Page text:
April 19, 2016
What can we learn from Google’s offices about workplace design?
Office putting-greens, vintage subway cars and revolving bookcases are among the zany features that can be found in Google’s charismatic offices. Google is renowned for its unusual and extraordinary workspace designs as part of its model of motivation.
Although the offices may look cool, there is in fact reasoning behind their take on workspace. In this blog, we will explore the ways that Google makes use of its office space to “create the happiest, most productive workplace in the world.”
Those that sit together, work together
Over the decades there has been a great deal of research investigating the importance of physical space within the workplace and how it affects employee motivation. Studies showed that within a workplace that encourages collaborative working, that productivity increases by 15%.
In contrary to old fashioned office structures designed by hierarchy (senior management on the upper floors and juniors on the lower floors), studies show that it’s necessary for people of all levels to work together to create and share information. This concept has slowly, but surely, started to infiltrate office culture.
Employee motivation – the Google way
At Google, office culture promotes “casual collision” between employees. This is paramount in demonstrating how collaboration promotes creativity and drives production.
Google’s culture focuses more on their employees rather than the results themselves. While Google also provides the standard perks including no-cost health and vacation benefits, and in keeping with its philosophy that “life at Google is not all work”, what contributes to this culture is its unconventional workspace design.
Is this unconventional design productive?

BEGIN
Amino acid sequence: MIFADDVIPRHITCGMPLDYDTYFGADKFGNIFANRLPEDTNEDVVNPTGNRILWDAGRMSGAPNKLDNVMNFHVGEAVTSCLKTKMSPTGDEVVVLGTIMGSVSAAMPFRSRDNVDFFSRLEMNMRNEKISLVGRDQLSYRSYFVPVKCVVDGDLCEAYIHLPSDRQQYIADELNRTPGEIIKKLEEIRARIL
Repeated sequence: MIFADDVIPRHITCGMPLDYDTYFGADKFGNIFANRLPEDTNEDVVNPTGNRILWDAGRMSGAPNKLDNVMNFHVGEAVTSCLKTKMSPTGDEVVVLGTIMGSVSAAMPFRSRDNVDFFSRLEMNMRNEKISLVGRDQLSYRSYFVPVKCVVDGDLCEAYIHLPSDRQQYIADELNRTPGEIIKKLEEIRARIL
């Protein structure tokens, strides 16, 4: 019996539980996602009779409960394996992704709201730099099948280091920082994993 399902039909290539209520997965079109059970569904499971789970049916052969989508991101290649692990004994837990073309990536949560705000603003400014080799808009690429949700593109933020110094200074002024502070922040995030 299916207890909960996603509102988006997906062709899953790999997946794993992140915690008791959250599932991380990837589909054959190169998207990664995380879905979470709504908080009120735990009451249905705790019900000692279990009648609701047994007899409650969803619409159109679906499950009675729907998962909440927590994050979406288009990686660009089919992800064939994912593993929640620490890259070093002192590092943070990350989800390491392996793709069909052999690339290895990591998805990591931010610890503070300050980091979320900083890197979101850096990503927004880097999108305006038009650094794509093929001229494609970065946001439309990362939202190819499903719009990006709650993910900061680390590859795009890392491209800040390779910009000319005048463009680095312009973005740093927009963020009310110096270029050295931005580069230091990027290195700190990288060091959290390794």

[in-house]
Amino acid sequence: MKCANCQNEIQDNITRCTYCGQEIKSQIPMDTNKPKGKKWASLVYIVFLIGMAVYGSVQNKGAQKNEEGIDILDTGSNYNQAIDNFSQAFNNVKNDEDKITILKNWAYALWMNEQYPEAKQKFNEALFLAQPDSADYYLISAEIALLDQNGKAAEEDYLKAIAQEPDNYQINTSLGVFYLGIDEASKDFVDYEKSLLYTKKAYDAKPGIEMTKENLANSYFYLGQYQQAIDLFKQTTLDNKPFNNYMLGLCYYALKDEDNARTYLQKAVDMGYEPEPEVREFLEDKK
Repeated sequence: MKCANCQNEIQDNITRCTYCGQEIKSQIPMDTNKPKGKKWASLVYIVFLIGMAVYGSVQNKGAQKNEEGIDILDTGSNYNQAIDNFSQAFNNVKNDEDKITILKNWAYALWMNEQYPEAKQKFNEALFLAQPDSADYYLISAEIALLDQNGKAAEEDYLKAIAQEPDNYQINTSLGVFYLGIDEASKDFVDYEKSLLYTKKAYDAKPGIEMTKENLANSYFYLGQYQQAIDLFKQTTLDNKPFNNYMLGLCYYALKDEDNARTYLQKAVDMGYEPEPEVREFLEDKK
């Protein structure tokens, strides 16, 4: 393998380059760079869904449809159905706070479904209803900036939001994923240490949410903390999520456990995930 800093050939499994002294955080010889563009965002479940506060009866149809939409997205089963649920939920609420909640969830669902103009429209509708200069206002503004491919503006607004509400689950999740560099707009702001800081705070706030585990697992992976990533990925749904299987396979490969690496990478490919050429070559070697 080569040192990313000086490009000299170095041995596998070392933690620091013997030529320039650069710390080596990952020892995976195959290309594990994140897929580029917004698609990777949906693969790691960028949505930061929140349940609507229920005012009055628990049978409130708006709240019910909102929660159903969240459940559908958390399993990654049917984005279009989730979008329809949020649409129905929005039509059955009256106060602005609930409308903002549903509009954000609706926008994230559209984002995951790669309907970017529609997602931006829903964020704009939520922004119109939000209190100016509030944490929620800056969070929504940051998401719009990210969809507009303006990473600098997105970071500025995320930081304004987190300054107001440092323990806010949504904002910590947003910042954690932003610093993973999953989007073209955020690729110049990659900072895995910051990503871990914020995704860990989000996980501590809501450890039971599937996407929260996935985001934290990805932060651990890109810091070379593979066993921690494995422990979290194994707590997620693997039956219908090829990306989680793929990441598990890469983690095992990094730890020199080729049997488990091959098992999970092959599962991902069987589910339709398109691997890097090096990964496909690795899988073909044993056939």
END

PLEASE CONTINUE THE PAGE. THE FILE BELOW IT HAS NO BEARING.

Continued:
While some of Google’s offices across the world may seem somewhat alternative: an office putting-green and authentic jungle (Dublin), beach volleyball and climbing walls (California), an authentic New York apartment styled conference room and a virtual library with secret, revolving bookcases leading to other departments (New York), such extremity does have its benefits. But, how does work actually get done?
To ensure that Google creates the perfect workspaces for their employees, everything from the corridors and ornaments to the colours of paint are carefully analysed.
Each workspace is designed to stimulate creativity and ultimately encourage social interaction with members from structurally separate teams – someone who an employee wouldn’t normally network with. Google intentionally hires people who are ambitious and that have established accolades of fantastic achievement. They can therefore be confident that through a combination of vigilant hiring and delivering an employee-friendly workplace environment, their staff will always perform to the best of their ability.
The 150 feet from food rule
If we take a look at Google’s New York headquarters, Googlers believe that there is an energy of diversity in the city itself and that is reflected in the workspace. No part of the office is more than “150 feet from food”. Whether there is a restaurant, coffee lounge or cafeteria, employees are encouraged to snack more, chat more and, most importantly, inspire more.
This ‘casual collision’ reinforces that all employees are there to work and help one another, just as New York itself is a hub for interaction. Regardless of common interests and values, neighbouring colleagues are more likely to get on.
And in an office where ‘casual collisions’ are encouraged (Google’s New York office has a number of notoriously slow elevators forcing workers to use ladders and corridors), people from different departments are more likely to engage in unexpected conversations and generate new, inspiring ideas.
Are these ‘out-there’ designs worth it?
So, what can we learn from Google’s wacky workspace designs? The design of an office has to reflect today’s evolving work environment, and collaborative working is becoming increasingly popular. And as the world’s number one search engine, Google must be doing something right!
At Workspace Design, we understand that collaborative working could coincide with your
office’s culture. Here are a number of key features that make for a collaborative workspace:
• An open plan to encourage collaborative collisions
• Additional common areas – coffee bars, cafeterias, lounge rooms etc.
• Areas that are designed for more than one person, rather than single-occupancy
For more advice on how to make the most of your collaborative workspace, get in touch today.